You’ve likely already heard the rumours — forget what you think you know about The Hunger Games franchise since it’s pretty darned blatantly sourced from better film Battle Royale (2000).
Thing is, that’s in turn based on Kōshun Takami’s 1999 novel, and there’s a manga series of Battle Royale that was published from 2000 to 2005, illustrated by Masayuki Taguchi.
But let’s get back to the cinematic outing.
This violent, often wildly hilarious — and disturbing — gem is p’raps not quite so obscure now, thirteen years on, as when it was first released in Japan.
Battle Royale would’ve made a far more fitting obituary for its director Kinji Fukasaku rather than its lesser sequel three years later — which in fact his son Kenta polished off after the director’s death at age 72.
You certainly couldn’t take style, content and inspiration any further a field from Fukasaku, Sr.’s earlier adventure schlock-romp Legend Of 8 Samurai.
So clear your frazzled Hunger Games brain.
It’s a not-too-distant future. Japan is again a fascist state. An arbitrarily-chosen bus full of high school kids are knocked out with sleeping gas, kidnapped, then shipped on to an isolated island — where they’re informed by their embittered former teacher Kitano (‘Beat’ Takeshi Kitano) that the only way they will leave said island is by killing all their classmates — or by ending up in a body-bag themselves.
In order to enforce this mandate, each student is shackled with an exploding collar, à la Wedlock, and Kitano punctuates the students’ plight with a well-aimed penknife to one of the girl’s foreheads, thereby launching a battle for self-preservation.
Shuja (Tatsuya Fujiwara, more recently the star of the live-action Death Note franchise) and Noriko (Aki Maeda; she’s appeared in both Gamera and Godzilla movies, did the voice of Yuki in the Studio Ghibli anime The Cat Returns, and worked with Kiichi Nakai in Samurai Gangsters) team up, then are later aided and abetted by mysterious transfer student Kawada (Taro Yamamoto, who appeared in Seijun Suzuki‘s 2005 musical romp Princess Raccoon with Hiroko Yakushimaru from Legend Of 8 Samurai).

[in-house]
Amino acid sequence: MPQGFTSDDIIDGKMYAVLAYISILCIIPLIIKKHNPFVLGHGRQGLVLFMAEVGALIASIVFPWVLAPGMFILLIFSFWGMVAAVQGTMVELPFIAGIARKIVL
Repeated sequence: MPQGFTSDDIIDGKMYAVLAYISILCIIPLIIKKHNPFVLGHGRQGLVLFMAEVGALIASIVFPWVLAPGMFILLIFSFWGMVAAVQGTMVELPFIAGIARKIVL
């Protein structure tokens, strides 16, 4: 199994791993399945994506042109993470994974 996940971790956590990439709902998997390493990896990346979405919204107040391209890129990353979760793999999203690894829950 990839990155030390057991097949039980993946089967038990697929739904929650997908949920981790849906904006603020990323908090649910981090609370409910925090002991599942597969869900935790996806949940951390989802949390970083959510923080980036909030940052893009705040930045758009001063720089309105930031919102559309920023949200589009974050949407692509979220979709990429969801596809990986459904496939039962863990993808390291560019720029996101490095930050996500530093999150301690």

There’re some hilarious acting histrionics and amateur execution techniques along the way, and the true stand-outs are Takako (played by Chiaki Kuriyama, a.k.a. Gogo Yubari in Kill Bill: Vol. 1), Kō Shibasaki as the insane Mitsuko, Yuko Miyamura (who does the hyperactive and chillingly genki Training Video Girl and previously voiced Asuka Langley Sohryu in the anime series Neon Genesis Evangelion) and — of course — Takeshi Kitano.
While he previously popped up in a not-so-memorable English language role in the Keanu Reeves vehicle Johnny Mnemonic (1995), Kitano was outstanding in his own movies Sonatine (1993), Hana-bi (1997) and Zatoichi (2003).
Here the actor underpins the rancorous teacher — with a ‘pen’ chance for revenge — with a whimsical ease and blasé humour that’s gloriously disturbing.
Some incongruous orchestral music by Johann Sebastian Bach is thrown in for good measure, as well as an overall soundtrack by Masamichi Amano — who previously scored the ultra-violent anime Legend Of The Overfiend (1989).
By the way, last summer I went down the Miura Peninsula not so far from Tokyo.
Well, aside from a day-trip to get some fresh air I was in search of the Tsurugizaki Lighthouse used in Battle Royale, in which some of the kids hole-up before their bloody demise.
I took a swag of happy snaps of said light tower, got sunburned, walked for several hours, and discovered some obscure fishing villages as well as a cliff-side walkway that was more dangerous than fun.
Still, far less so than the plot for Battle Royale.